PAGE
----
In Conversation: Antonio Scarponi

Antonio Scarponi, founder of Conceptual Devices, is an Italian architect and designer currently based in Zürich. Last year, he released ELIOOO—a book about how to create your own hydroponic garden with IKEA parts—using a crowd-funded publishing model. With a translator, he recently completed the Japanese version.

Antonio talks to Libby O’Loghlin about the attraction of crowd-funding for publishing, and about architecture as concrete poetry.

Image: screenshot 16.11.2014, Google Image search for Antonio Scarponi

Image: screenshot 16.11.2014, Google Image search for Antonio Scarponi

Antonio, you are very hard to fit in a (word) box! You publish books and teach, and you design all manner of things from hotels and other public and private spaces … to clothing and ‘home’ furnishings. If there were a theme running through your work, what would it be?

I am an architect. I do architecture. Architecture today does not mean necessarily a building. I think architecture today is a sort of a geography. What I mean is that if geography is a discipline that measures, studies and understands the complex relationship between people and things (including territory), architecture is exactly this complex relation. It’s not my fault if the world is complicated. 🙂

07_A. Scarponi, ELIOOO, Book Cover, 2013.

07_A. Scarponi, ELIOOO, Book Cover, 2013.

Tell us a bit about what attracted you to the crowd-funding model for publishing a first book? Had you used it before, for other projects?

As an architect, I like to do experiments. This was one of them. I wanted to understand how crowdfunding works and why. In order to understand things I make them and or I design them. In this case I have made a couple of crowdfunding campaigns. I would need to make another one to complete my greater experiment and verify my hypothesis. We will see … I am not sure I will make another one.

What did you learn from the process? And would you say it is a model that is readily adaptable for all people with creative projects?

What did I learn from the process? It is going to be too boring and too long I think. Any process teaches something, especially if you do it for the first time.

Would you say your ideas for designing objects come from the real-life, experiential—from knocking up against barriers or problems? Or from theory? (Or is dualistic thinking perhaps inadequate in this instance?!)

As far as it regards me, design or architecture theory is bulls**t. I think it would be more honest of me to say that I am interested in the lyrical. I’d like to see what I do as a form of concrete poetry. But this does not say that I am any good at it. The world in itself I think is a concrete poetry. That does not say that it is a good one.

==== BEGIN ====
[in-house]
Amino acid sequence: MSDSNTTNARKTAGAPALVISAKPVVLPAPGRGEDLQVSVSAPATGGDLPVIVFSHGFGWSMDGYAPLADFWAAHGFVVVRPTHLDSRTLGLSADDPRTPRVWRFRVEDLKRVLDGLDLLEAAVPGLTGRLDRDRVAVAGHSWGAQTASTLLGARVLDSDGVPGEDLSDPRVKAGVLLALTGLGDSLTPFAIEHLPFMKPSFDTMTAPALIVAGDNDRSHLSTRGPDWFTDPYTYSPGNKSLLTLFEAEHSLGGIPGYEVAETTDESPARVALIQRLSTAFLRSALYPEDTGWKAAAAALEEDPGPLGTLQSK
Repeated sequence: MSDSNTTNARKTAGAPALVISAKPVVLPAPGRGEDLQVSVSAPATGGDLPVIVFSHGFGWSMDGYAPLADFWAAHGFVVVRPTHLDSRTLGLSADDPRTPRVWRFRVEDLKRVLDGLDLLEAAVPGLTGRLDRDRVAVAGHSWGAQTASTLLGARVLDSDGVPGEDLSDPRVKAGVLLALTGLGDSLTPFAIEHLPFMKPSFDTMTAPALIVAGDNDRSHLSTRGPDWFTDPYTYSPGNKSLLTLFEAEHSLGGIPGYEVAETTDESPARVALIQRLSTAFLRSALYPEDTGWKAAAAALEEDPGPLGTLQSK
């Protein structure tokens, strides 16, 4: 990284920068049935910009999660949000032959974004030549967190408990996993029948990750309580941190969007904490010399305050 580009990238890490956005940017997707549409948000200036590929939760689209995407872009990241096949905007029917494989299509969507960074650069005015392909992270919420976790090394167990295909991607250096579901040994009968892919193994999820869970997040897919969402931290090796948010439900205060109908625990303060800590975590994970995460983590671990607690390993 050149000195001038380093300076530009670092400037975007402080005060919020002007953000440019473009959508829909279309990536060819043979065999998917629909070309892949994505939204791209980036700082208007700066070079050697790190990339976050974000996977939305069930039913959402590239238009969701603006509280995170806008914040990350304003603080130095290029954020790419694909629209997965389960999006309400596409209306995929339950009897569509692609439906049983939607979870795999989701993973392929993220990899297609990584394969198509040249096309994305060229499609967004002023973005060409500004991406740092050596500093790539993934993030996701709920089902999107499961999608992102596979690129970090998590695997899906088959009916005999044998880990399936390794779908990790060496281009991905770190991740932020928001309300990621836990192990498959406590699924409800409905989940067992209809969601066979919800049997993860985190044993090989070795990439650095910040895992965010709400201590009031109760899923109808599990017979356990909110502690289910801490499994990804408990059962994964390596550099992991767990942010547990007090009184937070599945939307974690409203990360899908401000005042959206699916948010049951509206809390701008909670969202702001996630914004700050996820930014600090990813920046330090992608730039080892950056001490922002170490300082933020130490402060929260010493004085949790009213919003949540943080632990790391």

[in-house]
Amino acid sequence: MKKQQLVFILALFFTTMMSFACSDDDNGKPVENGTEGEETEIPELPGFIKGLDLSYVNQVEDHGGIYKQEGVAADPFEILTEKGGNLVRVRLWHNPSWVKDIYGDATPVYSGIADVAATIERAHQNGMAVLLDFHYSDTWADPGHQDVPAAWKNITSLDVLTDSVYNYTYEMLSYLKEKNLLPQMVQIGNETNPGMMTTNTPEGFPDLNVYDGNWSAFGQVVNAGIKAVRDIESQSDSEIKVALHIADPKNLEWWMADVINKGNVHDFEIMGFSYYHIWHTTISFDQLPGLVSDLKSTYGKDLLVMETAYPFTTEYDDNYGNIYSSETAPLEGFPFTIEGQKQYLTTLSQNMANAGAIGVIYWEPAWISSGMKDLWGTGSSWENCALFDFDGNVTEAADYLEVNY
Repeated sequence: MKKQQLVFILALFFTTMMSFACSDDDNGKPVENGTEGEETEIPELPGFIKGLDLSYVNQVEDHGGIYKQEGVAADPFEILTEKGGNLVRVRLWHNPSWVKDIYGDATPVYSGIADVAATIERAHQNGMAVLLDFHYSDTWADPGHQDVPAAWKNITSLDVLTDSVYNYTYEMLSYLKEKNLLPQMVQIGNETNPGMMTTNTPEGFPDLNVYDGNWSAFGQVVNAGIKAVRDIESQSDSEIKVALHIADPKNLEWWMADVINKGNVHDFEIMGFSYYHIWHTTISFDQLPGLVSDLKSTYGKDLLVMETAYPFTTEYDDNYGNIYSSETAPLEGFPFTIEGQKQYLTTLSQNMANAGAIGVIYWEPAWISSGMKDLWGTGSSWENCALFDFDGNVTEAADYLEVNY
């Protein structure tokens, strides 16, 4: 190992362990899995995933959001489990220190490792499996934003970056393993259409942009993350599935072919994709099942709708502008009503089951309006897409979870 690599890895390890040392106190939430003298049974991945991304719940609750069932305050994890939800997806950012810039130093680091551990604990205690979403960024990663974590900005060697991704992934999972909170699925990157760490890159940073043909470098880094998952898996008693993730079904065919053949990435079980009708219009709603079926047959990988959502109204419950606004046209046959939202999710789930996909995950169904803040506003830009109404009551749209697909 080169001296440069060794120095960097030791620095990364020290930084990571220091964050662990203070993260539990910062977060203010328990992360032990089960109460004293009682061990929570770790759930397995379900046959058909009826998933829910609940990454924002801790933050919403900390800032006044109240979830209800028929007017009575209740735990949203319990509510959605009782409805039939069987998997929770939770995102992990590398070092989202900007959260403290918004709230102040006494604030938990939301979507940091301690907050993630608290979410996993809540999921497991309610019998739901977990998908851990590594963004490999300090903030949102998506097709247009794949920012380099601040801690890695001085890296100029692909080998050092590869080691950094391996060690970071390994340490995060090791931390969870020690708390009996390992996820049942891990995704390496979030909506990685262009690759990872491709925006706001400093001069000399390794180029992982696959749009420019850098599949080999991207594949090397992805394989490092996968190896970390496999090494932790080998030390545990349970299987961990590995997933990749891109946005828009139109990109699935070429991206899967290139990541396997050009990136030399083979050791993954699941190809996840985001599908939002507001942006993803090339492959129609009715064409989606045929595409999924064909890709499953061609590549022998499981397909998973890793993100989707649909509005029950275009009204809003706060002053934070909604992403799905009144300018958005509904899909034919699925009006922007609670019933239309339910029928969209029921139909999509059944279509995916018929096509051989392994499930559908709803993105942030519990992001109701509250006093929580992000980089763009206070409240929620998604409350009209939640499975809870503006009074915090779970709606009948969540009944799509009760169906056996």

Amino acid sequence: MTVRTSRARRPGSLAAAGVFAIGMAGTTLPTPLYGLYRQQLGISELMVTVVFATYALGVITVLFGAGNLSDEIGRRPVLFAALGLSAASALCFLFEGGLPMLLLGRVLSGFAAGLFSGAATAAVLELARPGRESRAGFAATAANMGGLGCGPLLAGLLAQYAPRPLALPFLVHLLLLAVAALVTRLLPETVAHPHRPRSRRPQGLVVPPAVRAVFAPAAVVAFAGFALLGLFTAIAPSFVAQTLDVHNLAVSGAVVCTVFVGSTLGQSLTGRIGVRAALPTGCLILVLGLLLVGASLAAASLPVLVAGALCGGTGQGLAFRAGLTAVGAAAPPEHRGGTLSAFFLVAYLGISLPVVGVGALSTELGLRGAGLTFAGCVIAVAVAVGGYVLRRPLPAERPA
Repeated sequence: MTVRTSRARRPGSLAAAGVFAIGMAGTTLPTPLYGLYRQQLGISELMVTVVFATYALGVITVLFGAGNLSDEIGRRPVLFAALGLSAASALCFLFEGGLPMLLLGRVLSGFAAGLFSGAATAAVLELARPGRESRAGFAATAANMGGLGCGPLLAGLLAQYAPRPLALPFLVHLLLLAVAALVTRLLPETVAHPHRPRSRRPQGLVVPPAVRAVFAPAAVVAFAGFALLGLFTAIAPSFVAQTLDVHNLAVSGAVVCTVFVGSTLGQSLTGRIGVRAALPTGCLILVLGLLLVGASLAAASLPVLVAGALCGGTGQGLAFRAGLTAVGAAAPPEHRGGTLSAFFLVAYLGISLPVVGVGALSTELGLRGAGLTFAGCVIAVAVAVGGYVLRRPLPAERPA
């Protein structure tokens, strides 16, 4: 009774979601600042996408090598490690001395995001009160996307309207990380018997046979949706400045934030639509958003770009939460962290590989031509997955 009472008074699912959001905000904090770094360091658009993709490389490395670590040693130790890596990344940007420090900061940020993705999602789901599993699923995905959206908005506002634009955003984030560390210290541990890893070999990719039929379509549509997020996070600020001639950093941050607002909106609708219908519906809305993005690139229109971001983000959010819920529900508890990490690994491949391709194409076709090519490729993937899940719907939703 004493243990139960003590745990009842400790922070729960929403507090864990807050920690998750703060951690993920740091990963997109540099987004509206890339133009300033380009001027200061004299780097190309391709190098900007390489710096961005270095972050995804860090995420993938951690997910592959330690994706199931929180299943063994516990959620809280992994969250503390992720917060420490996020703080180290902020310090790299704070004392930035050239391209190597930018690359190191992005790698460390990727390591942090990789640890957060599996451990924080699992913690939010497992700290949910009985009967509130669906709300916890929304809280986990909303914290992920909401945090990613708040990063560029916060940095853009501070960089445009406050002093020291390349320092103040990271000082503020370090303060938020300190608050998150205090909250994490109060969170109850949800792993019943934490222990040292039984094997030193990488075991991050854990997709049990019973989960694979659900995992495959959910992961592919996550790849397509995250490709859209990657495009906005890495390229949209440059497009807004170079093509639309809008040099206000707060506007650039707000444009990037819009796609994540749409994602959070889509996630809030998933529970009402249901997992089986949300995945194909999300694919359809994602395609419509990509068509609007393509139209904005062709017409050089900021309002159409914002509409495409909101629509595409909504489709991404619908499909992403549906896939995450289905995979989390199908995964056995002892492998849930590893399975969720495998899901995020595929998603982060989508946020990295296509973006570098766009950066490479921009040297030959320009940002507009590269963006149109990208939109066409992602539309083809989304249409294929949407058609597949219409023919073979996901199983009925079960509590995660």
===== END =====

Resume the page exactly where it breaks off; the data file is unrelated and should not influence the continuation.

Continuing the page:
In the literary world, people often talk about standing on the shoulders of giants: how works of fiction are in dialogue with works that have come before them. Is this true of design? Are there elements of plundering and remix in order to build the new?

I do not like this expression. Any giant is sitting on the shoulder of other giants, I think. This is not what makes them giants thought. This counts for myself. When you do something there is always someone who did it before you. For me this is why it is worth doing it. In my understanding, each time is unique and sacred as the first one. I think the destiny of any man should be to recreate and to achieve (in a human sense) what the rest of the humanity has achieved. Every child should replicate the whole history of humanity. And Possibly try to improve it.

04_R. De Luca, A. Scarponi, Hotello, 2013.

04_R. De Luca, A. Scarponi, Hotello, 2013.

Some time ago, you wrote a phenomenology of concrete storytelling in order to illustrate how good design is ‘a tangible fragment of a world that makes sense’. I enjoyed reading this because it left me feeling optimistic that design can communicate not only ‘what is’, but ‘what could be’. Do you believe design can change people’s minds?

This is what I hope. Design is by definition imperfect. It is imperfect because reality is imperfect. In this sense, design always triggers a narrative. The user is part of it. It’s actually the protagonist of this narrative. The best character is always there to change his own narrative. Then he makes something … I am not a novelist by far, and probably what I am writing would insult any English reader without your editing, but I am arrogant enough to say that in the end of the day every plot could be cut down to this very line.

A Gallery of a selection of Antonio’s works can be seen here.

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conceptualdevices.com
@scarponio

15_ A. Scarponi, Design Narrative Manifesto, 2010.

15_ A. Scarponi, Design Narrative Manifesto, 2010.

Author: Libby O'Loghlin

Novelist + ghostwriter, narrative media consultant, media literacy educator. Co-founder + Co-editor of The Woolf quarterly literary journal.

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